RPG Corner: Vampyr

Platforms: Microsoft Xbox One | Sony PlayStation 4 | PC
RPG Corner: Vampyr

RPG Corner is a monthly series covering a recent RPG I've been playing. Action, turn-based, Western, Korean and Japanese RPGs all apply.

Vampyr is a rough around the edges RPG with a lot to like. As the studio's third release, it showcases an astounding level of creativity and versatility. Remember Me spiced up its standard action game combat with the "pressen" system, with scene reconstructions adding narrative intrigue. Life is Strange introduced time manipulation to the established adventure game formula. Vampyr follows in a similar mold, though its budgetary constraints seem more pronounced than Dontnod's previous projects. Fortunately, its jank is easily circumvented through its uniquely crafted vision; one whose mechanics and moral quandaries make for an engaging experience.

Vampyr follows Jonathan Reid returning from service as a military doctor. London, his home, has been ravaged by the deadly Spanish Influenza. The narrative opens with Reid reborn as a vampire, feasting on his sister's blood. This compulsory event motivates Jonathan to find whoever's responsible for his transformation while acting as a doctor at the overrun, but formerly prestigious, Pembroke Hospital.

Vampyr's set-up is interesting enough on its own, but it goes beyond this. The world-building's integration with character progression enhances the allure of exploration. It also makes the standard conversation system a touch more interesting. Vampyr is a series of interlocking systems that enforce player retention.

The game keeps track of each character, broken down by the city's four main districts. Making progress requires conversations, though the conversations themselves don't dole out significant xp. While experience points are awarded for learning new things through conversation, it's a meager amount in the grand scheme things. Combat offers similarly measly xp gains. The primary gameplay loop of talking to characters, exploring the environment, and healing people's sicknesses carries Vampyr's moral quandaries.

Different characters have differing levels of experience tied to them. The more significant they are to the overall narrative, the higher the xp gain from killing them. Everyone's xp bar sits at the middle of their potential, meaning a person's starting experience sits at 2,000 out of 4,000 total. Each character has secrets, vices, relationships, and personality traits indicated by question marks on their individual character menu screen. Each checked question mark brings that person closer to his/her total experience pool.

It doesn't end there, though. Characters can get sick, diminishing their xp potential. You can heal them by crafting cures for any of the nine illnesses. If you plan a morally righteous path, you'll still have to cure them. Otherwise, they'll eventually die. The dichotomy of curing people to kill them versus curing them to keep them alive in the long-run is one of Vampyr's most interesting mechanical hooks. Because Jonathan is a vampire, he feeds on blood.

Giving into his blood lust makes the game easier, but is it worth it in the end? The game makes a claim about enough people's deaths carrying ramifications per district as its overall stability wains, indicated by a bar with six tiers ranging from "hostile" to "sanitised". Am I going to push the envelope to find out what happens when a district's stability wavers below the halfway point? Of course not. My kills are more judiciously calculated.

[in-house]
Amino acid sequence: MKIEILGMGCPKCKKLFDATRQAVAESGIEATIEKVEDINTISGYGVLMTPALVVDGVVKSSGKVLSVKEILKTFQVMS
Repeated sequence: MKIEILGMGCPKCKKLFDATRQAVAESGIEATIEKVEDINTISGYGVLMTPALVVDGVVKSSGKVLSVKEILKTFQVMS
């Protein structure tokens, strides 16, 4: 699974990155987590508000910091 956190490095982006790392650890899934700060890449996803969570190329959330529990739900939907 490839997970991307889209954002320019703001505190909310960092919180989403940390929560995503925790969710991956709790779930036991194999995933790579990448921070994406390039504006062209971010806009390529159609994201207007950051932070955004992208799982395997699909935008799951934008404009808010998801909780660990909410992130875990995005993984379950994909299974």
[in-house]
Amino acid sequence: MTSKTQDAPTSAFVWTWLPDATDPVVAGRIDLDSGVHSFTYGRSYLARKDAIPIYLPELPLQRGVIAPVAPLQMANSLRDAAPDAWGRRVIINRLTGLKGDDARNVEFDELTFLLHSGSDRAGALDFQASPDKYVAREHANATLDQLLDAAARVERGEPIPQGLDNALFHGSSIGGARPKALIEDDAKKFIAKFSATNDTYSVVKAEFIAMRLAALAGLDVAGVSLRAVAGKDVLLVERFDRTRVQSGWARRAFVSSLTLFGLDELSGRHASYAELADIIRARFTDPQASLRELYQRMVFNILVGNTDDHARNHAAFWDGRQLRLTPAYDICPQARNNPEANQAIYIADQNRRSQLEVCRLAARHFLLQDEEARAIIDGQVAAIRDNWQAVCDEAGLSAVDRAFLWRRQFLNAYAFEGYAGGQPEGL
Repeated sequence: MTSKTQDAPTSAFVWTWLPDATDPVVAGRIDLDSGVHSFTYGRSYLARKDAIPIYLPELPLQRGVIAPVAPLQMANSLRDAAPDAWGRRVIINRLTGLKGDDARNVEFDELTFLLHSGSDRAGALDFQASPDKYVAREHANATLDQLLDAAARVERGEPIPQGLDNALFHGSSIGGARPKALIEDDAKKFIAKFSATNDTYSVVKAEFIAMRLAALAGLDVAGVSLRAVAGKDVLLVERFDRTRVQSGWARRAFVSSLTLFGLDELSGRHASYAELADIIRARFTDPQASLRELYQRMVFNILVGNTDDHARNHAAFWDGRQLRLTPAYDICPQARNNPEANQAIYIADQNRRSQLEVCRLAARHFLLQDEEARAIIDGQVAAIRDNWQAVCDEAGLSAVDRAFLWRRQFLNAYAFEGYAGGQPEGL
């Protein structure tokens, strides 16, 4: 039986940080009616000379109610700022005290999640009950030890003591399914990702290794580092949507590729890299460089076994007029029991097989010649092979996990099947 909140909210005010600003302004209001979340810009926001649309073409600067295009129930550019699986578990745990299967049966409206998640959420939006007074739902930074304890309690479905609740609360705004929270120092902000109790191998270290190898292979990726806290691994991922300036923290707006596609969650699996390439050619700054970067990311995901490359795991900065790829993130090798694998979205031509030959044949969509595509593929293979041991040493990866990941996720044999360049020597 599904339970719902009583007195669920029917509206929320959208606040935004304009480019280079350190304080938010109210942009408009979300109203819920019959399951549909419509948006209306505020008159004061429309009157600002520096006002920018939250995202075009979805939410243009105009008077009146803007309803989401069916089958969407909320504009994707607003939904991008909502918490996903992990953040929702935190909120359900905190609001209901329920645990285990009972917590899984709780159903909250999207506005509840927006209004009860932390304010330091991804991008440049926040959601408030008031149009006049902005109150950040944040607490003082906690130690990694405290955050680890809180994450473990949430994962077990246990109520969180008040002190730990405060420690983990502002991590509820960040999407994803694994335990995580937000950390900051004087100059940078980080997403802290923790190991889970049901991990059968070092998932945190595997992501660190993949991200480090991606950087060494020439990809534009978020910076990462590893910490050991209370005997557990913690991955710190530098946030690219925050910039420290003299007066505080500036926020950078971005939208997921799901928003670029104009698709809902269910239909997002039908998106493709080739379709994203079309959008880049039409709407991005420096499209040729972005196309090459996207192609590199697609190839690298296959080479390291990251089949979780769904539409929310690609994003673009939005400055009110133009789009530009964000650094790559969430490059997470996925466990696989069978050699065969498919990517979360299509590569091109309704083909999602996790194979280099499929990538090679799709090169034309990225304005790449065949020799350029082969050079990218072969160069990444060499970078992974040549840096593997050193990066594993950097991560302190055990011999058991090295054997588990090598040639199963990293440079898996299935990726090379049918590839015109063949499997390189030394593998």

Managing everyone's health is a necessity because even banking experience points into the skill tree carries consequences. Players can only spend points by sleeping in a bed, which progresses the game's clock by a day. Healthy citizens grow sick as the days pass while the already sick stack illnesses until their demise.

Role playing games are built on consequence by way of deciding on character builds, maximising equipment, party compositions, etc...The genre is inherently tied to this foundation of critical thinking and decision making. RPG's rarely offer the leeway to completely respec without some sort of hindrance to offset the respec.

Vampyr brings the role playing goods with a combat system emphasising dodging and multi-meter management for both the player and his/her enemies. Players must manage a stamina meter, which dictates how many actions can be taken in a row before you need to back away. The blood meter, on the other hand, dictates how frequently Reid uses special abilities in combat. These range from standard healing skills to ultimate attacks. Blood is drawn from biting enemies. This is only possible after a target's stun meter has been drained. Conversely, blood-absorption melee weapons also do the job, though certain enemies are more susceptible to them than others.

As a standard action RPG, Vampyr offers enough variables to keep its moment to moment exploration and combat interesting. Combat has a satisfying rhythm to it. Crafting also exists, but it's no more complicated than it needs to be. The additional layer provided by its unconventional leveling system cements its brilliantly invasive design.

It's not the studio's most polished game to date. Animations are incredibly rough. The visual package is also a mixed bag with decent environments stacked next to incredibly low resolution textures that wouldn't look out of place in Life is Strange's water color inspired world. Its art design supports the game's oppressive and cultural undertones. It is drowning in atmosphere; one distinctly reflected in the game's signature harsh intonations of violins and cellos. Vampyr deserves a second look for anyone that missed out on it the first time around.


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